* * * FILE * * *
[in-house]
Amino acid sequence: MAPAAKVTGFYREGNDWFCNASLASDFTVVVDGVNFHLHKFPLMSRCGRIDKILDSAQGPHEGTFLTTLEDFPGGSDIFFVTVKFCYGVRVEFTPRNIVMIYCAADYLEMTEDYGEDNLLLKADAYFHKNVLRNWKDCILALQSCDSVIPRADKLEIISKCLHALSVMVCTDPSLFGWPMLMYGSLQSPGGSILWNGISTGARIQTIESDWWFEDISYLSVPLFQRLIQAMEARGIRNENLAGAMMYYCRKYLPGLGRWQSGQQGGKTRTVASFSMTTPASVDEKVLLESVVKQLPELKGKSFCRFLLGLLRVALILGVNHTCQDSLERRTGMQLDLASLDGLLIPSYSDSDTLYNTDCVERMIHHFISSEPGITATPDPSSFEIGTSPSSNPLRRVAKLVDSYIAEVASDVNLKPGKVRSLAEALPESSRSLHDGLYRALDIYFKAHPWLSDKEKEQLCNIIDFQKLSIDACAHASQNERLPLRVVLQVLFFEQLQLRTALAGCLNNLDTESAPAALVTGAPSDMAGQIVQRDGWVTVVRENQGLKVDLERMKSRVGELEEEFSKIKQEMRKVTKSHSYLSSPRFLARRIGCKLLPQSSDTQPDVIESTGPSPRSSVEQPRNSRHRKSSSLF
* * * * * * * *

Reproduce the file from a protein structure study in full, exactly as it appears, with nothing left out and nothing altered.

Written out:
[in-house]
Amino acid sequence: MAPAAKVTGFYREGNDWFCNASLASDFTVVVDGVNFHLHKFPLMSRCGRIDKILDSAQGPHEGTFLTTLEDFPGGSDIFFVTVKFCYGVRVEFTPRNIVMIYCAADYLEMTEDYGEDNLLLKADAYFHKNVLRNWKDCILALQSCDSVIPRADKLEIISKCLHALSVMVCTDPSLFGWPMLMYGSLQSPGGSILWNGISTGARIQTIESDWWFEDISYLSVPLFQRLIQAMEARGIRNENLAGAMMYYCRKYLPGLGRWQSGQQGGKTRTVASFSMTTPASVDEKVLLESVVKQLPELKGKSFCRFLLGLLRVALILGVNHTCQDSLERRTGMQLDLASLDGLLIPSYSDSDTLYNTDCVERMIHHFISSEPGITATPDPSSFEIGTSPSSNPLRRVAKLVDSYIAEVASDVNLKPGKVRSLAEALPESSRSLHDGLYRALDIYFKAHPWLSDKEKEQLCNIIDFQKLSIDACAHASQNERLPLRVVLQVLFFEQLQLRTALAGCLNNLDTESAPAALVTGAPSDMAGQIVQRDGWVTVVRENQGLKVDLERMKSRVGELEEEFSKIKQEMRKVTKSHSYLSSPRFLARRIGCKLLPQSSDTQPDVIESTGPSPRSSVEQPRNSRHRKSSSLF